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Different kinds of middleware | 113 comments | Create New Account
Comments belong to whoever posts them. Please notify us of inappropriate comments.
Is middleware an adapter?
Authored by: Anonymous on Monday, November 26 2012 @ 09:35 PM EST
I've always thought of middleware as being an adapter as for electrical sockets,
especially when it comes to Java. You don't have to worry about the operating
system when writing your program because the adapter takes care of that.

I think I'm seeing that it is more than that when it also becomes an extension
of an operating system.

Does this make sense?

[ Reply to This | Parent | # ]

Different kinds of middleware
Authored by: Anonymous on Tuesday, November 27 2012 @ 06:18 AM EST
Middleware today basically provides a bridge between stateless connections (http) and stateful connections (database).
Your description is for a different kind of Middleware that sits between a web server and a back end database, all three of which could be running on three completely separate servers, each of which could actually be running a completely different Operating System. Your Middleware has nothing to do with the Middleware that is being discussed in this article.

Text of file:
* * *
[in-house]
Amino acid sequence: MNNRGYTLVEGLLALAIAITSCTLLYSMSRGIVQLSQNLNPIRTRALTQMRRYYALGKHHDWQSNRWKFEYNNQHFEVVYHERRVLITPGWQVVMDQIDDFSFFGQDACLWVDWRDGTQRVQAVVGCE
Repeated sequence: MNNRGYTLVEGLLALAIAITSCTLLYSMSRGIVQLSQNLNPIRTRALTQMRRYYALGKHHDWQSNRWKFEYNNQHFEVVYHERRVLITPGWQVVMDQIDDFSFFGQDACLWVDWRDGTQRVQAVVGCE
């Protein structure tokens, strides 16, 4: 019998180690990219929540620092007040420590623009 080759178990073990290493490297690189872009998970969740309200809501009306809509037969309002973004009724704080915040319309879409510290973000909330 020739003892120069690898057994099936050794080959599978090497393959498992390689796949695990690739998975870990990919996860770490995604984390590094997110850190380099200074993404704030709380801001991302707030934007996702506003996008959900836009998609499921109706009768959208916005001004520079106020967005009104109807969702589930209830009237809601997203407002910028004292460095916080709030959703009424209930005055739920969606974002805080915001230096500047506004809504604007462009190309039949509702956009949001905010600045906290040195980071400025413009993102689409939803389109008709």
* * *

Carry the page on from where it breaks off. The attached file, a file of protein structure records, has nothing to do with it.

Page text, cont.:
The Middleware being discussed in this article sits between an application and the operating system on the same computer. An example would be java, which can be compiled to run on a number of different types of computer hardware that run a number of different Operating Systems, but which provides a standard set of APIs to all java applications, and allows any java program to run on any computer hardware running any Operating System, so long as java has been compiled to run on that Operating System on that hardware.

[ Reply to This | Parent | # ]

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